No. 436
Crime, Eccentricity, and the Sporting Life in 19th Century America.
August 17, 2019

Did the Naughty Midway Dance

March 28, 2011
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Eighty-three-year-old Catholic theologian Charles-Louis Richard was shot by the army of revolutionary France on this date in 1794 in Mons, Belgium. Although not a household name to posterity, this Dominican (English Wikipedia entry | French) was in his day one of his party’s great polemicists and adver is called by Daniel-Rops the most distinguished apologist […]
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Executed Today - 8/16/2019

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By Jo Anne Giovino with photography and research by Barbara Morrissey and Kristin Pepe *(All rights reserved, August 2019) Although …

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Lizzie Borden: Warps and Wefts - 7/31/2019

This week's Link Dump is hosted by Clark Gable. And a cat.  Who frankly, my dear, doesn't give a damn. The ghost of the Astor Library. Illustrations of 1893 London. Life in the Netherlands must be one big round of excitement. The ghost of Black Hope Cemetery. Yet another hitchhiking ghost.  No highway is complete without one! The last person to be executed in New York. The
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Jeff and Joe Soapy Smith buries Joe Simmons The Illustrated Police News April 9, 1892 (Click image to enlarge) oe Simmons was a tall, slender gambler known to many as “Gambler Joe” Simmons, a member of the Soap Gang who managed Soapy Smith's Tivoli Club in Denver, 1890, and Soapy's Orleans Club in Creede, 1892. According to William Devere’s poem "Two Little Busted Shoes," Simmons
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Soapy Smith's Soap Box - 3/25/2019
When John Keys and Eva Dickenson were married in Cincinnati on August 21, 1890, they told their relatives that they planned to honeymoon on the Atlantic coast, but John had another plan. He purchased an Ohio River shanty-boat and planned a slow trip downriver to St. Louis. It would not be their last deception; in fact, what transpired on that fateful journey would remain forever shrouded in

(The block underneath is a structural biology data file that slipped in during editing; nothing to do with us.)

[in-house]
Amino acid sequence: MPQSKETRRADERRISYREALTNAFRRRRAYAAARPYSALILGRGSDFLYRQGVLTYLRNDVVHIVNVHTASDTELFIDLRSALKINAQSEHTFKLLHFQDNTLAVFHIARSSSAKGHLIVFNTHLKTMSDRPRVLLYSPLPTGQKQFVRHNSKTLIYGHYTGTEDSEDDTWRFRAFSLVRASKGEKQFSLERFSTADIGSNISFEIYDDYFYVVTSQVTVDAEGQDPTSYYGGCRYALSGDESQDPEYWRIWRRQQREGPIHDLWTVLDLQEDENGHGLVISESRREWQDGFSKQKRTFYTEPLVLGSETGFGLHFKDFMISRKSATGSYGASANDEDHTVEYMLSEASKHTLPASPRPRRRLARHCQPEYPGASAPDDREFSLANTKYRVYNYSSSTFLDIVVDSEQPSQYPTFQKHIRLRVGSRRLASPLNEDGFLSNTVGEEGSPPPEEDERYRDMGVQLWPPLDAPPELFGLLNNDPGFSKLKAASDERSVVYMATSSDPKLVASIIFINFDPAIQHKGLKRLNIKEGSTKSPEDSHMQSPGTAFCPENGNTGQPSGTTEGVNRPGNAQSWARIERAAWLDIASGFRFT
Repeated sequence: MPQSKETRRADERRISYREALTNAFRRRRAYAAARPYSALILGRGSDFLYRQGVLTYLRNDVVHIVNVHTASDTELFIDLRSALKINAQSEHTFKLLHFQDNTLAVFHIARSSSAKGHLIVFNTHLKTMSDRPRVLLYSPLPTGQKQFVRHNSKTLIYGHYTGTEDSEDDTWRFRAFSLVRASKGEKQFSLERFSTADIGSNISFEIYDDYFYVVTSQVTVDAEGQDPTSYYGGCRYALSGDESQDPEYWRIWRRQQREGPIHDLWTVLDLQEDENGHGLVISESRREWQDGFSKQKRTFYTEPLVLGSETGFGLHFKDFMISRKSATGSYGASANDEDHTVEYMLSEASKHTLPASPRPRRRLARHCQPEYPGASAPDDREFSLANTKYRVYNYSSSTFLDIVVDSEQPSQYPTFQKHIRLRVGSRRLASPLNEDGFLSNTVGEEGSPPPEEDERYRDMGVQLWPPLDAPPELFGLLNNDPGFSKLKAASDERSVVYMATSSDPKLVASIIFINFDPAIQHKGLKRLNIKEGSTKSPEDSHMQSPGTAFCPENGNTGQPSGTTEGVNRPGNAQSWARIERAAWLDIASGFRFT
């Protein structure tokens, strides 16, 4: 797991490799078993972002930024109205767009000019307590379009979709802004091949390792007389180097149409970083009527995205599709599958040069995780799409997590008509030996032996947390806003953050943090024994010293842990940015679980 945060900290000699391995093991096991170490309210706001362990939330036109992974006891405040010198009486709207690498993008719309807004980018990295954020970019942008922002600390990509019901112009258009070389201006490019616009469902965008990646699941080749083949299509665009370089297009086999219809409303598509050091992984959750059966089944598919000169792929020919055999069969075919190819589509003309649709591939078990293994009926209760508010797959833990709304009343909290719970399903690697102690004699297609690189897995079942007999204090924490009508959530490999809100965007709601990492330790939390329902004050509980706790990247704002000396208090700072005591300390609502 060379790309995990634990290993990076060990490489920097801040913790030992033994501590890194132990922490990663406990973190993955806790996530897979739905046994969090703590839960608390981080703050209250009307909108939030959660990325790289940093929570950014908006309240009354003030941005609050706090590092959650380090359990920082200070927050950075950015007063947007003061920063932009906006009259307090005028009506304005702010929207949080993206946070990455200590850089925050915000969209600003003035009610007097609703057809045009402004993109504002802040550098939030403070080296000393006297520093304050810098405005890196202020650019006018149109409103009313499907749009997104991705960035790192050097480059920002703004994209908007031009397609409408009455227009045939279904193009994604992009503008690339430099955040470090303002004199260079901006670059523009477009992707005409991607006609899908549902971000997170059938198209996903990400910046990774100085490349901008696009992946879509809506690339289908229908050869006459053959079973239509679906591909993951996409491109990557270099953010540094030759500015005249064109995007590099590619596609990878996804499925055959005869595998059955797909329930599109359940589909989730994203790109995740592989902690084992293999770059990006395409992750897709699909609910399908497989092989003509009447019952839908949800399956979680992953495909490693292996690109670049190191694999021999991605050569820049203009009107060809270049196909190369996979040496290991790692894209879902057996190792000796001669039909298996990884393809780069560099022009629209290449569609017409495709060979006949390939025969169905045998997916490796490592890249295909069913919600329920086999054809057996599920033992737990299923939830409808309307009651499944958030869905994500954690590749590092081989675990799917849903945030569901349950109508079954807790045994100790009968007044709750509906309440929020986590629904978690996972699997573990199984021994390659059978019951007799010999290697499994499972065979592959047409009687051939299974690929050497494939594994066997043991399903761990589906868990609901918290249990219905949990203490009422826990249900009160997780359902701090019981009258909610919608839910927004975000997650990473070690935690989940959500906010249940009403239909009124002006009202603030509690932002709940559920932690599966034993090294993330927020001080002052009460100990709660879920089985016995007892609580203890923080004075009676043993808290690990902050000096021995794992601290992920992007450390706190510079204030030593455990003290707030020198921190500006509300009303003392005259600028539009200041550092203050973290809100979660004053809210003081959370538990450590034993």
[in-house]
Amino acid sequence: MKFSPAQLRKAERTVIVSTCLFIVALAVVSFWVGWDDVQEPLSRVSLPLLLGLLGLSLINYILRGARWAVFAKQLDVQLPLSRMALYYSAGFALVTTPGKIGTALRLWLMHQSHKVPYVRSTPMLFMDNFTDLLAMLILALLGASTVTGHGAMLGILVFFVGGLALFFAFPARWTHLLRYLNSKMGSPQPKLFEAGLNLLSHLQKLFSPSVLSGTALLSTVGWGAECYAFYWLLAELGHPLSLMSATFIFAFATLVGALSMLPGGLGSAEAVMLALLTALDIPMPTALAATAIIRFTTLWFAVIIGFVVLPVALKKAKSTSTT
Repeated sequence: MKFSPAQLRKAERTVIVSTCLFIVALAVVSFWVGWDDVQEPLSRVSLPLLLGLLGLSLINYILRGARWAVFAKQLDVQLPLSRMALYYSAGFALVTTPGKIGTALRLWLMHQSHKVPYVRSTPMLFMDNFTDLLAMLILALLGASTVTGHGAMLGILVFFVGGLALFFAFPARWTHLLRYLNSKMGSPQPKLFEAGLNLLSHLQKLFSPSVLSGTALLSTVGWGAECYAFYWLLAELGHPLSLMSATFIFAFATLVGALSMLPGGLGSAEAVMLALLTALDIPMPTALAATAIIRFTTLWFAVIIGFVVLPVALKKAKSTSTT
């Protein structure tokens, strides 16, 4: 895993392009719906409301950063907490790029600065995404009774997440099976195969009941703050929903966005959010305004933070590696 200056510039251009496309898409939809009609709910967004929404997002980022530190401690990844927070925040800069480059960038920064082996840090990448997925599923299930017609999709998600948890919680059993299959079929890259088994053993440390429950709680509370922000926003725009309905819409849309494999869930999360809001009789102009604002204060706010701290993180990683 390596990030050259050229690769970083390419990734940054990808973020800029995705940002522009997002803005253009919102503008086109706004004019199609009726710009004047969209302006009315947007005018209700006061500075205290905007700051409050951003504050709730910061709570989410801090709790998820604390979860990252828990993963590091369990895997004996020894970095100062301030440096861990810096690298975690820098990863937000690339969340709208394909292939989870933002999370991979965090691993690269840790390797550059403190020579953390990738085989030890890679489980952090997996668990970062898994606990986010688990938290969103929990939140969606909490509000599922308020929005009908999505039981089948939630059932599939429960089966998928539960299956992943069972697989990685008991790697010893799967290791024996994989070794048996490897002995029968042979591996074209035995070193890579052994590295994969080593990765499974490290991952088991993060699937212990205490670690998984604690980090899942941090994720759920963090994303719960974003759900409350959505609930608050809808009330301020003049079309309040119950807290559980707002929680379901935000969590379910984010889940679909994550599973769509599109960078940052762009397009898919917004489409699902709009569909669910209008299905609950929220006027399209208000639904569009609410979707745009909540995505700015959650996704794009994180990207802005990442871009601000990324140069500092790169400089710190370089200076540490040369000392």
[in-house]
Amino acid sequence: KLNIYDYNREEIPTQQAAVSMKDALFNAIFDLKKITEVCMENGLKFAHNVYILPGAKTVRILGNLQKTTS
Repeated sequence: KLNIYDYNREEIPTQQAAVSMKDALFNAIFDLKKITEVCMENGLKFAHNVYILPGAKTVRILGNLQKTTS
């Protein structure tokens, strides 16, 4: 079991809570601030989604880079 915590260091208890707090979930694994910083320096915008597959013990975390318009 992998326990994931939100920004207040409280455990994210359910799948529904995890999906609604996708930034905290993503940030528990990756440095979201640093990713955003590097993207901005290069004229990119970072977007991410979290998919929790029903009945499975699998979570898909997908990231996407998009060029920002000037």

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Murder By Gaslight - 8/10/2019

In 1925, Edward Hopper likely went up to the roof of his studio at 3 Washington Square North to complete this painting of the top two stories of an old building. He ultimately titled it “Skyline, Near Washington Square.” “The brownstone’s facade is encrusted with Victorian cornices, brackets, arched and square window moulds picked out […]
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Ephemeral New York - 8/11/2019
[Editor’s note: Guest writer, Peter Dickson, lives in West Sussex, England and has been working with microfilm copies of The Duncan Campbell Papers from the State Library of NSW, Sydney, Australia. The following are some of his analyses of what he has discovered from reading these papers. Dickson has contributed many transcriptions to the Jamaica Family […]
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Did the Naughty Midway Dance

Naughty Midway Dance

Cincinnati, Ohio, November 1893 - Pretty Ida Lawrence gets arrested while entertaining some hackmen in Cincinnati, O. [more]

It was just 2 o’clock the other morning when Ida Lawrence reached Fifth and Vine Streets, Cincinnati, Ohio. She had a jag that would have poisoned an ordinary man.

But Ida was happy. She was still happier when she met with a crowd of all-night hackmen.

“Hello, Ide,” said one.

“Goo’ night,” said Ida.

“Hain’t seen you for a time. Where’ve you been?”

“Me? Where’ve I been? Oh, no place. I guess I ain’t been no place.”

Then she sang:

“On the Midway, the Midway, the Midway Plaisance,
Where the naughty Algiers girls
Do their naughty, naughty dance.”

And she danced a dance that made even the boy on the stone fountain blush. Behind a telegraph pole stood Officer Moffit. He sneaked over and stpped the performance by calling a patrol wagon. The next day he told Judge Gregg about it and the Judge sent Ida out for four months.


Reprinted from The National Police Gazette - November 25, 1893